Mortgage Principal Relief: Possible Lessons from the US
This post was written by John McHale
On the Private Debt Relief thread, commenters Brog and John Gallagher (same person?) usefully draw our attention to the debate on participation of the GSEs (Fannie Mae and Freddie Mac) in the HAMP-PRA programme (Home Affordable Modification Program – Principal Reduction Assistance).
The federally sponsored GSEs hold a substantial fraction of US mortgages, and so their position is somewhat analogous to Ireland’s state-owned banks. The GSEs are administered by the independent Federal Housing Finance Agency (FHFA). John draws our attention to correspondence from the US Treasury to the agency, urging its participation in the HAMP-PRA programme. (See here; speech by head of FHFA at the Brookings Institution here.) This program, one of a number in operation to improve the functioning of the US housing market, provides subsidies to mortgage holders for principal reductions. The gist of the correspondence is that such reductions could, depending on the case, have a positive net present value for the owner of the mortgage. Indeed, it is argued that the gains in NPV would more than cover the cost of the subsidy, resulting in a net gain to taxpayers. The correspondence also discusses strategic default concerns.
Of course, given the differences in the housing markets – e.g. the relative importance of non-recourse loans in the US – the estimations are at best suggestive for the Irish case. But the broad approach to thinking about the issue is useful.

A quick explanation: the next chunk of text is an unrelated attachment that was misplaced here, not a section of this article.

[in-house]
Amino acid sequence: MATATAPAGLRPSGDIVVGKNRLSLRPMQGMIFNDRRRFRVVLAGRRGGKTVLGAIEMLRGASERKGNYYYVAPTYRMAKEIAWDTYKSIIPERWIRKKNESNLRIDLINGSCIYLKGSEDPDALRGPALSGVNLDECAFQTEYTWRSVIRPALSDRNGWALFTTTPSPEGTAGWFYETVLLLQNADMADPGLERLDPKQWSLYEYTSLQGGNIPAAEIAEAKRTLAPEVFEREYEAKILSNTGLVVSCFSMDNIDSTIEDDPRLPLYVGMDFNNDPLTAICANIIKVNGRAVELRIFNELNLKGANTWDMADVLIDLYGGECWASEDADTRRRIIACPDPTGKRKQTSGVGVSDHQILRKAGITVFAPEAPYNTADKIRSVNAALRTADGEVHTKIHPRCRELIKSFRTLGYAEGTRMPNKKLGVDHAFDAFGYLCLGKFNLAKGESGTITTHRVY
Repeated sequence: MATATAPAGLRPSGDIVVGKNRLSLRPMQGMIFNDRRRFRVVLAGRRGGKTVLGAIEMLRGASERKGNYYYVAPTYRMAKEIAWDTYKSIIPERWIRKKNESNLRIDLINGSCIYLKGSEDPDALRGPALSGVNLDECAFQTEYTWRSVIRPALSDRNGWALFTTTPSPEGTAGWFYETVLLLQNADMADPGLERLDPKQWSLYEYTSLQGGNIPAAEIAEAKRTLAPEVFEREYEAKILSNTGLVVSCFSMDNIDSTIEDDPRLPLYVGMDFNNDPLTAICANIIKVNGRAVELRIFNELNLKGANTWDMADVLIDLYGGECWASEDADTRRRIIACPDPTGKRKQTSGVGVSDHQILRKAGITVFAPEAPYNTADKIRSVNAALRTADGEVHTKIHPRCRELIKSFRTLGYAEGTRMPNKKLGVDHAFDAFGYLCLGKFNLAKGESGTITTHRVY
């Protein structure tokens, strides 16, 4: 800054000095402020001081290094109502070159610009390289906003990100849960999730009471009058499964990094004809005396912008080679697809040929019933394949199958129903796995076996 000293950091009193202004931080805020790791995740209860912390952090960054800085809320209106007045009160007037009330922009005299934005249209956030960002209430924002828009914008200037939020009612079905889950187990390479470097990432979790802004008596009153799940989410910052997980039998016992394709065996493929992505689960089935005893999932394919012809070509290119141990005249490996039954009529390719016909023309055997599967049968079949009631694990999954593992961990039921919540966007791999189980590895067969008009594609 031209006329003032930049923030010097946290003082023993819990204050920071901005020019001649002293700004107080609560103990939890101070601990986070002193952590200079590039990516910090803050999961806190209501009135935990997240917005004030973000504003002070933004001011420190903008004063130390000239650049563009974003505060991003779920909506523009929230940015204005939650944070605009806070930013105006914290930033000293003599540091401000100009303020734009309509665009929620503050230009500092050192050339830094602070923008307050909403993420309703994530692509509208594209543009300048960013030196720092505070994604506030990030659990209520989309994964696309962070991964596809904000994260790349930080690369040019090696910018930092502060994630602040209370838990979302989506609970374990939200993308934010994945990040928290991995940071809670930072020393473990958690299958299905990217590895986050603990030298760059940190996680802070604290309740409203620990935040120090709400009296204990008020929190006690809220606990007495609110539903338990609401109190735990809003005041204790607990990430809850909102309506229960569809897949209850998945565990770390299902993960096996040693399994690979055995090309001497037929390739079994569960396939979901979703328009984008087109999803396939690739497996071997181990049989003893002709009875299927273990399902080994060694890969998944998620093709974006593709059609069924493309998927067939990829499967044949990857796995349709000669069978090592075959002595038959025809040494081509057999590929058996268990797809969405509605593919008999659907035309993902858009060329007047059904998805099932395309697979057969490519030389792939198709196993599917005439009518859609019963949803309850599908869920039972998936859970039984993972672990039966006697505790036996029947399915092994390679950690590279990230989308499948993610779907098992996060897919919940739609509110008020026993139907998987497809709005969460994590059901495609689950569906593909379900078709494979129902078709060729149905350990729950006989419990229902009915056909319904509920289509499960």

One issue that is not explicitly taken into account is the possible macroeconomic benefit of facilitating household balance sheet repair. Here again the Irish situation is different given the state creditworthiness challenge and the importance of avoiding further losses at the banks. A programme that ends up with a net cost to the state (from combination of any subsidy and the need to inject further capital into the banks) would further erode the financial position and creditworthiness of the state. To the extent that weaker creditworthiness (and the associated “fear of default”) feeds back to higher interest rates and lower growth this would be a macroeconomic cost. Nevertheless, it is worth looking at how these issues are being addressed elsewhere.